Endoscopic versus open saphenous vein harvest: The effect on postoperative outcomes

Thomas Hayward, Lloyd A. Hey, Lewis L. Newman, Francis G. Duhaylongsod, Katharine A. Hayward, James E. Lowe, Peter K. Smith

Research output: Contribution to journalArticle

32 Citations (Scopus)

Abstract

Background. Endoscopic vein harvest (EVH) has been promoted as a possible solution to the wound complications, incisional pain, and prolonged convalesce associated with open vein harvesting (OVH). The purpose of this study was to objectively compare the two techniques. Methods. One hundred patients were prospectively randomized to EVH or OVH. Primary outcomes were wound complications, pain (Medical Outcomes Study Pain Survey), and general health (SF-12). Secondary outcomes were operative times and patient preferences. Patients were assessed at hospital discharge, 3, and 6 weeks postdischarge. Results. No significant differences were detected in the primary outcomes: leg infection (p = 0.75), incisional pain (p = 0.74), physical health (p = 0.84), mental health (p = 0.47), and postoperative length of stay (p = 0.74). However, patient preference for EVH was highly significant (p <0.01). Conclusions. EVH does not demonstrate significant differences compared with OVH. This, coupled with higher operating room costs, should limit its use until clinical benefit is shown. However, strong patient preference and demand for EVH overshadow equivocal clinical outcomes.

Original languageEnglish (US)
Pages (from-to)2107-2111
Number of pages5
JournalAnnals of Thoracic Surgery
Volume68
Issue number6
DOIs
StatePublished - Dec 1999
Externally publishedYes

Fingerprint

Saphenous Vein
Veins
Patient Preference
Pain
Wounds and Injuries
Operating Rooms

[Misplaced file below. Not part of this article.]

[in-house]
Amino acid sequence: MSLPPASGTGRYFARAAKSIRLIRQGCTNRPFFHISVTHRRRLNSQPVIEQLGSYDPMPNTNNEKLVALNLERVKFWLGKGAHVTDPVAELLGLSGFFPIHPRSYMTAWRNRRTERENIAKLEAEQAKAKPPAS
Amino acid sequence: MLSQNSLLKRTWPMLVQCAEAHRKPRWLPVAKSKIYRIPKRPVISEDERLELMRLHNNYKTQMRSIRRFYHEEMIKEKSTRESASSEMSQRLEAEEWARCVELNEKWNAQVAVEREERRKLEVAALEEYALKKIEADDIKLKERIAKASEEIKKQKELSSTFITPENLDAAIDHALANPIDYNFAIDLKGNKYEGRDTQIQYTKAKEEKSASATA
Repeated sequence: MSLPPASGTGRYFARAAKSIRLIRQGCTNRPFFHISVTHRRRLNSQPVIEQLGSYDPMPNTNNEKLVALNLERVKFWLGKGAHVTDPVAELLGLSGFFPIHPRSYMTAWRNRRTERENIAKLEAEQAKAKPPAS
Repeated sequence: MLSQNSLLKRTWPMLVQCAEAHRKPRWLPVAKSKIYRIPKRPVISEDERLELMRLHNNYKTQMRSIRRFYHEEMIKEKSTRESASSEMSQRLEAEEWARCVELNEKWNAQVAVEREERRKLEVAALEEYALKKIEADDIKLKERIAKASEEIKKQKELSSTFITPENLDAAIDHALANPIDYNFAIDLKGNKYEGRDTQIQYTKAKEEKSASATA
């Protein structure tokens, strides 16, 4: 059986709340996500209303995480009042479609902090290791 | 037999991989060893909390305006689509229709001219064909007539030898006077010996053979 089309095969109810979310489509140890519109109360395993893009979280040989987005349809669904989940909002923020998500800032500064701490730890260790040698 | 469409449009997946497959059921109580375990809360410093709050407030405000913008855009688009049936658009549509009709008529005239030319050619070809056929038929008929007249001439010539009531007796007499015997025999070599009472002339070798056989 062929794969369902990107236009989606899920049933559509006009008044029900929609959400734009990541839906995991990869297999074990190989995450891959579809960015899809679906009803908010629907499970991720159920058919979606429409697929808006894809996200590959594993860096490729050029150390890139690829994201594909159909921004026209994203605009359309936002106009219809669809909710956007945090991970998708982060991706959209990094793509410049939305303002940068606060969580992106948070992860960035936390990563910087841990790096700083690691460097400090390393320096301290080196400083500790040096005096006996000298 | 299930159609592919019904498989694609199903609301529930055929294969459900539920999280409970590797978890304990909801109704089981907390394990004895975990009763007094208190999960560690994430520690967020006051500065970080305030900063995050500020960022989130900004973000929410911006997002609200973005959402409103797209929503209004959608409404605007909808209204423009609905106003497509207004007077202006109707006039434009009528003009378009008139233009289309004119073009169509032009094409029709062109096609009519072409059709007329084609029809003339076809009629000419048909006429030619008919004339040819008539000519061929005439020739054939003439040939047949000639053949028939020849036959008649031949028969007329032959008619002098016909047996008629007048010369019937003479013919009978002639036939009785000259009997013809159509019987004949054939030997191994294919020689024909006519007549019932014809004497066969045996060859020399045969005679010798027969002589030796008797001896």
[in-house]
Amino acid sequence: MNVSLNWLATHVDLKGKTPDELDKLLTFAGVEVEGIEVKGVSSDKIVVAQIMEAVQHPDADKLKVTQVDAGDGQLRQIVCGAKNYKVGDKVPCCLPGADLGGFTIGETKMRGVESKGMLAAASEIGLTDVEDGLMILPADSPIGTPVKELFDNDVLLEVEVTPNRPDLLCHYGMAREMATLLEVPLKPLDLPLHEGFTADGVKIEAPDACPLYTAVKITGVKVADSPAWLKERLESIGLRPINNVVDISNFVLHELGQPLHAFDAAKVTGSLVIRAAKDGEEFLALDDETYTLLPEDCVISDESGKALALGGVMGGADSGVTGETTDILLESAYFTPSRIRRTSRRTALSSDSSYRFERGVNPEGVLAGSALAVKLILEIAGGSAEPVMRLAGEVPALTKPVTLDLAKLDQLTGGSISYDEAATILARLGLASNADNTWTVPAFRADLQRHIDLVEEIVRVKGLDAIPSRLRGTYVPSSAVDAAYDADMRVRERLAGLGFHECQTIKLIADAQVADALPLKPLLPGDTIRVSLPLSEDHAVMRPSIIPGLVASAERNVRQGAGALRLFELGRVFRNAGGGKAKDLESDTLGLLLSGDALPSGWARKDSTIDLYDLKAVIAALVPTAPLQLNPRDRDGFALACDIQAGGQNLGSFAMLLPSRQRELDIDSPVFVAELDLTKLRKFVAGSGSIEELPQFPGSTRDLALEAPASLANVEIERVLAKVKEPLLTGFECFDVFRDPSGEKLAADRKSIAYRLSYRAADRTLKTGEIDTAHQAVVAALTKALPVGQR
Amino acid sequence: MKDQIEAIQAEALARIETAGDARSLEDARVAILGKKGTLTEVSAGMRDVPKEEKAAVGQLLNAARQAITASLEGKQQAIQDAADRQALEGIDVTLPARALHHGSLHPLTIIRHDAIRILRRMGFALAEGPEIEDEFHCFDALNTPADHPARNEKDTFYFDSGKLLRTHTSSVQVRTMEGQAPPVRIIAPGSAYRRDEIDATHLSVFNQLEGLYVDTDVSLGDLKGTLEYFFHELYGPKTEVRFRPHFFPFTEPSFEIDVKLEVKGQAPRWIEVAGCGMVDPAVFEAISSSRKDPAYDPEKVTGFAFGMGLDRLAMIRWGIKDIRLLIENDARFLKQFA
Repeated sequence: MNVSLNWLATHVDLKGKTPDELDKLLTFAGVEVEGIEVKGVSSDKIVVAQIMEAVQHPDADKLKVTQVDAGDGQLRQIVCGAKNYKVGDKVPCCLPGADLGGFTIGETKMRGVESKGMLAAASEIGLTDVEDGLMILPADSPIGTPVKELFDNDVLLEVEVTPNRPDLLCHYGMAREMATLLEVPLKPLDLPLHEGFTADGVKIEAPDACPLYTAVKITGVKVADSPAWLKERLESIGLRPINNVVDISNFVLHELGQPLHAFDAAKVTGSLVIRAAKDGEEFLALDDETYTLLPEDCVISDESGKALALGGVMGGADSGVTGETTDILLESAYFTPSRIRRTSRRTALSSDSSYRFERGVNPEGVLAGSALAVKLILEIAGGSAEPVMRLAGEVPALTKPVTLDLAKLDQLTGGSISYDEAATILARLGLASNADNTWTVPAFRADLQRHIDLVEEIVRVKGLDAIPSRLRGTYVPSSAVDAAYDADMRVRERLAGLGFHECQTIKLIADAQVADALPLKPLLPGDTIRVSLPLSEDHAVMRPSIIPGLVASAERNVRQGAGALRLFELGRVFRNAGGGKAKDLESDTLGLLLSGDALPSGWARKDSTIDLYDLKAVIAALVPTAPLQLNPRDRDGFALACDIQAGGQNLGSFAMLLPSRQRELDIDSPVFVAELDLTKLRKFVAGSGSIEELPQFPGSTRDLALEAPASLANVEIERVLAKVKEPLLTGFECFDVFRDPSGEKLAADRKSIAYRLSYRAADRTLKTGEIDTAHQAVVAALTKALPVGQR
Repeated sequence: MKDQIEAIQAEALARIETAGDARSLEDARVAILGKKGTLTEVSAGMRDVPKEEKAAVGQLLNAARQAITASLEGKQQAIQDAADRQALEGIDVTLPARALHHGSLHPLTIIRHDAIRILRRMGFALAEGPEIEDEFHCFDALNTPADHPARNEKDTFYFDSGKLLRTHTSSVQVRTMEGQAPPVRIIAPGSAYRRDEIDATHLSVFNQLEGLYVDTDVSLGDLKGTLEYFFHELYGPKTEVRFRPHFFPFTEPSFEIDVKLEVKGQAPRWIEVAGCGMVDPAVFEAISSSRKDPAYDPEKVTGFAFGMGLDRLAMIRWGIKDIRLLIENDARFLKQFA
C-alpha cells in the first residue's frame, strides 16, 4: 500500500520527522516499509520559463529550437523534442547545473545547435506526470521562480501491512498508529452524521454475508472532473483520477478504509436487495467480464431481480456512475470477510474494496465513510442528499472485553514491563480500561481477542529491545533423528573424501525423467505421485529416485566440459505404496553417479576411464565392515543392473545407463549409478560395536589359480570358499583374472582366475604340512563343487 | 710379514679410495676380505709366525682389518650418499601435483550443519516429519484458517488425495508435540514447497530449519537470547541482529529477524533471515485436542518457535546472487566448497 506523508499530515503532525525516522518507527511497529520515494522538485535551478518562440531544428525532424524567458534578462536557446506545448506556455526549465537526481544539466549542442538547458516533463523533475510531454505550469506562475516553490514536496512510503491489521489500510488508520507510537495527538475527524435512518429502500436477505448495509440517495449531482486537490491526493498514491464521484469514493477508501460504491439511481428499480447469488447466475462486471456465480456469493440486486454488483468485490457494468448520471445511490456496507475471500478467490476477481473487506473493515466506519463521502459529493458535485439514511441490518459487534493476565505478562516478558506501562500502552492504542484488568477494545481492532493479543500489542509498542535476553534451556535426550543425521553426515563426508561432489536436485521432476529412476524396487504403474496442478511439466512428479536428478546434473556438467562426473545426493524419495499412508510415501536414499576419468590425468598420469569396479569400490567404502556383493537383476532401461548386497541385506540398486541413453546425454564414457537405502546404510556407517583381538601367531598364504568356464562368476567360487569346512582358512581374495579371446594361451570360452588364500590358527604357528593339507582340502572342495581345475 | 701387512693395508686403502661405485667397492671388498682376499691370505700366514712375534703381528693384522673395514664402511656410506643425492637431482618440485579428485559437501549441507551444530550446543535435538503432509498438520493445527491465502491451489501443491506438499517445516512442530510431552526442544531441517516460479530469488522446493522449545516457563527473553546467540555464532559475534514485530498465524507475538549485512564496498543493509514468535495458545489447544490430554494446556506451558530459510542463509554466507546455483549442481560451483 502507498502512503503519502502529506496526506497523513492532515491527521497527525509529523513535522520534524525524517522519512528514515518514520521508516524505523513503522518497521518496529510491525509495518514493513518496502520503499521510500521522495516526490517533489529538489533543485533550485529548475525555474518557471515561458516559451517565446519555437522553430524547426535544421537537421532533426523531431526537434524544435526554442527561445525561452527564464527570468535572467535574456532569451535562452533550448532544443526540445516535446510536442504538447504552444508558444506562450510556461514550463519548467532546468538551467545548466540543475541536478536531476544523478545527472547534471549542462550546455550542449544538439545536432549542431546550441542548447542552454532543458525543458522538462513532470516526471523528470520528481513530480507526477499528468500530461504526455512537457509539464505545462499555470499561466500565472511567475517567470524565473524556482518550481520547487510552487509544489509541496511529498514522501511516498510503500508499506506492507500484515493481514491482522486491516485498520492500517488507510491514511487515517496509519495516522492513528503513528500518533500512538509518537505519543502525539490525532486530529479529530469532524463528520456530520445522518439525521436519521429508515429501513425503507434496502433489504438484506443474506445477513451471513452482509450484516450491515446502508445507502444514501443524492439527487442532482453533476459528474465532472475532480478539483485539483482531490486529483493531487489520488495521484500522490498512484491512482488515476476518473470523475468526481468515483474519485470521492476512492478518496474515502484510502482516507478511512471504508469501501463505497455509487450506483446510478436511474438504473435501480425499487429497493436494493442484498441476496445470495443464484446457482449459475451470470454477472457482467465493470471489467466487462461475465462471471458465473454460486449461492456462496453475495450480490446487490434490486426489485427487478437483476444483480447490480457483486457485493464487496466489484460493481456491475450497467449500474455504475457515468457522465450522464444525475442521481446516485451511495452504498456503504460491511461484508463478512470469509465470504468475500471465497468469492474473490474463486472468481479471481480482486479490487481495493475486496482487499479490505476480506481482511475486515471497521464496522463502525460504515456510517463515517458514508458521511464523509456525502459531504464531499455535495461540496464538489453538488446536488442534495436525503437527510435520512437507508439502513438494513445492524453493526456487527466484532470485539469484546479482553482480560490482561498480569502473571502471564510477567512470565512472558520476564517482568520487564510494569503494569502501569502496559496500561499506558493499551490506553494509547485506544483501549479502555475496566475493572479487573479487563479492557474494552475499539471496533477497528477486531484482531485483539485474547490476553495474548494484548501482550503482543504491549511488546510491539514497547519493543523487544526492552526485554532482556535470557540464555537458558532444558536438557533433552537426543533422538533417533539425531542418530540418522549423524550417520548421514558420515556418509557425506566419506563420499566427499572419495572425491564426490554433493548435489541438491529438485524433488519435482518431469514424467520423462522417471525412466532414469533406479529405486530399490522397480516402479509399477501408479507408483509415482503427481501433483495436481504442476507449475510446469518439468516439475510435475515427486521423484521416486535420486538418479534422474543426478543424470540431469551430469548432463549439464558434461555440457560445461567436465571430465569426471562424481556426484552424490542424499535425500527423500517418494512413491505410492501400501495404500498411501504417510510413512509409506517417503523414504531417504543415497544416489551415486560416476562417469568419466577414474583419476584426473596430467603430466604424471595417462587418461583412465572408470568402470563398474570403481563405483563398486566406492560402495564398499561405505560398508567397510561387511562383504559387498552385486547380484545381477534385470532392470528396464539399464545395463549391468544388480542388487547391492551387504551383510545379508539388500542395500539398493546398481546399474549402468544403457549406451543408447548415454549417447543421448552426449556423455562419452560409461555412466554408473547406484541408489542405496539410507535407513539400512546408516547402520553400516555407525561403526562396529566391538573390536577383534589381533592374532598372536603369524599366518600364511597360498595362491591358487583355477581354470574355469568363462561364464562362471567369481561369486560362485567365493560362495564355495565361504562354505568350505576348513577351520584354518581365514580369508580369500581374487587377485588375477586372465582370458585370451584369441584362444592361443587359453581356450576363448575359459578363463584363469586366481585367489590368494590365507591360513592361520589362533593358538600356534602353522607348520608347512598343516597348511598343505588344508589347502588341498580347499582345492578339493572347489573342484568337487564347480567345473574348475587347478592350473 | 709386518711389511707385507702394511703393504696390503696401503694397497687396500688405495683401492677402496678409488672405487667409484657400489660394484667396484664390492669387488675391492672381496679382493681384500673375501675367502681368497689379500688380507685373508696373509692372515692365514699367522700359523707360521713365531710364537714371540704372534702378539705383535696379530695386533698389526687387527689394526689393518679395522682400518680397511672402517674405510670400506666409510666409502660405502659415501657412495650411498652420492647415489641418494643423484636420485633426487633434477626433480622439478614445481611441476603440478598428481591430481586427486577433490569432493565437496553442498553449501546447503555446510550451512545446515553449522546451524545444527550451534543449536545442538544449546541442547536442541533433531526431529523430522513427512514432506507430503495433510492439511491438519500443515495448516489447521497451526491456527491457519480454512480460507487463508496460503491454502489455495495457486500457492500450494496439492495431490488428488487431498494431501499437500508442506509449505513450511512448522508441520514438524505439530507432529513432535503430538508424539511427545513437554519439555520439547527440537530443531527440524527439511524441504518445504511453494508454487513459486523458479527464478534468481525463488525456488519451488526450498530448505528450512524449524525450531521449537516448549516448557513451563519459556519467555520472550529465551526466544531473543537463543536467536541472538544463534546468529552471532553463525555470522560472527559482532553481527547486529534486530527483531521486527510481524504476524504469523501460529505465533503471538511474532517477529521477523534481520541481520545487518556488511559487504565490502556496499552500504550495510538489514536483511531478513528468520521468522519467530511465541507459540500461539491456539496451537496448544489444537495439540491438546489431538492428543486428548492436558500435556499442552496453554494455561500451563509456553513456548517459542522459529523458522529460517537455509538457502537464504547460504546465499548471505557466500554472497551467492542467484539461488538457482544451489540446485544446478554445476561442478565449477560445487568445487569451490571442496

Operative Time
Health Surveys
Length of Stay
Leg
Mental Health
Outcome Assessment (Health Care)
Costs and Cost Analysis
Health
Infection

ASJC Scopus subject areas

  • Cardiology and Cardiovascular Medicine
  • Surgery

Cite this

Hayward, T., Hey, L. A., Newman, L. L., Duhaylongsod, F. G., Hayward, K. A., Lowe, J. E., & Smith, P. K. (1999). Endoscopic versus open saphenous vein harvest: The effect on postoperative outcomes. Annals of Thoracic Surgery, 68(6), 2107-2111. https://doi.org/10.1016/S0003-4975(99)01181-9

Endoscopic versus open saphenous vein harvest : The effect on postoperative outcomes. / Hayward, Thomas; Hey, Lloyd A.; Newman, Lewis L.; Duhaylongsod, Francis G.; Hayward, Katharine A.; Lowe, James E.; Smith, Peter K.

In: Annals of Thoracic Surgery, Vol. 68, No. 6, 12.1999, p. 2107-2111.

Research output: Contribution to journalArticle

Hayward, T, Hey, LA, Newman, LL, Duhaylongsod, FG, Hayward, KA, Lowe, JE & Smith, PK 1999, 'Endoscopic versus open saphenous vein harvest: The effect on postoperative outcomes', Annals of Thoracic Surgery, vol. 68, no. 6, pp. 2107-2111. https://doi.org/10.1016/S0003-4975(99)01181-9
Hayward, Thomas ; Hey, Lloyd A. ; Newman, Lewis L. ; Duhaylongsod, Francis G. ; Hayward, Katharine A. ; Lowe, James E. ; Smith, Peter K. / Endoscopic versus open saphenous vein harvest : The effect on postoperative outcomes. In: Annals of Thoracic Surgery. 1999 ; Vol. 68, No. 6. pp. 2107-2111.
@article{c9714acaec7e4d5db0e6c42e391cc7d9,
title = "Endoscopic versus open saphenous vein harvest: The effect on postoperative outcomes",
abstract = "Background. Endoscopic vein harvest (EVH) has been promoted as a possible solution to the wound complications, incisional pain, and prolonged convalesce associated with open vein harvesting (OVH). The purpose of this study was to objectively compare the two techniques. Methods. One hundred patients were prospectively randomized to EVH or OVH. Primary outcomes were wound complications, pain (Medical Outcomes Study Pain Survey), and general health (SF-12). Secondary outcomes were operative times and patient preferences. Patients were assessed at hospital discharge, 3, and 6 weeks postdischarge. Results. No significant differences were detected in the primary outcomes: leg infection (p = 0.75), incisional pain (p = 0.74), physical health (p = 0.84), mental health (p = 0.47), and postoperative length of stay (p = 0.74). However, patient preference for EVH was highly significant (p <0.01). Conclusions. EVH does not demonstrate significant differences compared with OVH. This, coupled with higher operating room costs, should limit its use until clinical benefit is shown. However, strong patient preference and demand for EVH overshadow equivocal clinical outcomes.",